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The Cost of a Ban on Muslim Immigration Moral & Money

Ali Imdad's impression of what a Muslim ID would look like.

As some Americans are discussing a ban on Muslims entering the United States, it is important to look at how this would be implemented and how much it would cost.

Some opponents of the Muslim ban believe it could never be implemented because it violates the First and Fourteenth Amendments. In fact, at least under current Supreme Court case law, the ban would be Constitutional as long as it was enacted by Congress. The controlling cases on race and religion backed exclusions grow out of the Chinese Exclusion and Deportation cases decided by the Supreme Court in the late 19th Century. In these cases, the Court said that neither the First Amendment nor the Fourteenth Amendment protect non-citizens coming into the United States if Congress has decided to ban them.

Even if it is legal to ban Muslim immigrants and visitors, there are many questions about the practicality of doing so. Only one of the ten countries in the world with the largest Muslim populations indicates a person’s religion on his or her passport. So, there is no easy way to identify a person’s religion based simply on documentation. One political leader has suggested that people coming to the United States be asked if they are Muslims. This would wind up excluding a lot of honest people who refuse to lie about their religion. However, it is likely that it would not exclude terrorists whose training would include lying about their religious beliefs.

Another proposal has been to ban visitors from countries which have had incidents linked to terrorist groups that claim to be Islamist. This would lead to a prohibition on all people entering the United States from places like Germany, France, the United Kingdom, Spain, Belgium, and Canada, all of which have had terrorist attacks in the last decade. While this proposal would eliminate the messy process of questioning visitors about their religion, it would also exclude visitors from nearly half of the world.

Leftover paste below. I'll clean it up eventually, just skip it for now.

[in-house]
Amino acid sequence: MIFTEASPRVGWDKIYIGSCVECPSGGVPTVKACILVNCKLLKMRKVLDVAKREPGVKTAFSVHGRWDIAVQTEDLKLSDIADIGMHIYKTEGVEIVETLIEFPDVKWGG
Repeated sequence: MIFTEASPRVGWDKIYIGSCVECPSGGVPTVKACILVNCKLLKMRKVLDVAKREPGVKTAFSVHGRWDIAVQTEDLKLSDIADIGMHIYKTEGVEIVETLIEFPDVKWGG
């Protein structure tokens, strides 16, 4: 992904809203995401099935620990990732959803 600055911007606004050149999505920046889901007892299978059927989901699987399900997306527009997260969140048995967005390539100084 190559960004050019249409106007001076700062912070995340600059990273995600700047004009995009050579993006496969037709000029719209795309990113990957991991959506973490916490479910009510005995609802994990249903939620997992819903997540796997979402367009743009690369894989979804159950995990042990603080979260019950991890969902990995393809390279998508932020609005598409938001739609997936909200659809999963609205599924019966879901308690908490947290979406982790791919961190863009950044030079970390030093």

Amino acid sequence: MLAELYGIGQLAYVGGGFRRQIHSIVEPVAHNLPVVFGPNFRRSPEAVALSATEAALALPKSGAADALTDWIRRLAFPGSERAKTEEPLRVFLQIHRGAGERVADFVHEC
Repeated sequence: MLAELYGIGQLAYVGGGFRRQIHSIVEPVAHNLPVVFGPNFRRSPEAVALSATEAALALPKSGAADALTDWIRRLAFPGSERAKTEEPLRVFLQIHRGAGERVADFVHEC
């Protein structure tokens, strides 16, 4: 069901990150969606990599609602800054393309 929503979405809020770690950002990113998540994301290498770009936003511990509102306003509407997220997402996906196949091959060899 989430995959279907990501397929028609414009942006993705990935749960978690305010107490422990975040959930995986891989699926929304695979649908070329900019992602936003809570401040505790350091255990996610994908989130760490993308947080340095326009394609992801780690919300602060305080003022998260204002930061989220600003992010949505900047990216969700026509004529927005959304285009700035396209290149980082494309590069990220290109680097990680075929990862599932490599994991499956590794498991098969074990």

Yet another proposal is to ban immigration from Muslim majority countries. This ignores the fact that India, in which only one-in-seven people is Muslim, has the third largest Muslim population in the world. With 138 million Muslims, India ranks behind only Indonesia and Pakistan in the size of its Muslim community.

The ignorance of those proposing the various Muslim bans is most on display in their discussion of the bans as blocking “Muslim immigrants.” There are close to 190 million entries from abroad every year. Of these, only 1 million are people immigrating to this country. Most of the rest are of international tourists, businesspeople, students, scholars, athletes and performers. We should be verifying who these visitors are and identifying threats to our security. Spending our limited resources on trying to determine their religion will just distract from tested policies for keeping us safe.

David Leopold, president of the American Immigration Lawyers Association, told NBC News that in order to identify and ban Muslims, the Customs and Border Patrol would have to set up  a "a massive interrogation machine…At least with criminal history, there are databases," Leopold told NBC, but vetting visitors’ religious beliefs "is completely subjective." He added that investigating a single visitor’s religion might take months.

The former counterterror chief for Customs, Joseph King, told NBC that screening for religion would require "hiring 100,000 agents” to conduct screenings. Such a massive increase would cost an estimated 20-40 billion dollars, as much as tripling the size of the nation’s immigration spending.

The ban would also shut down the expedited visitor programs that have allowed the U.S. to build strong trade relations with Canada and Western Europe. That would cost cities like New York, Orlando, and San Francisco tens of billions of dollars in tourism, and hundreds of billions in trade and investment.

While a ban on Muslims might barely pass the legality test, it would cost many billions of dollars to impelemt and, more importantly, it would destroy our country’s reputation as a haven for religious freedom. No one today is proud of the Chinese Exclusion Act, a once popular law, and no one will be proud of the Muslim ban a decade from now. -Pat Young

Pat Young, Esq. is a lawyer at CARECEN on Long Island.


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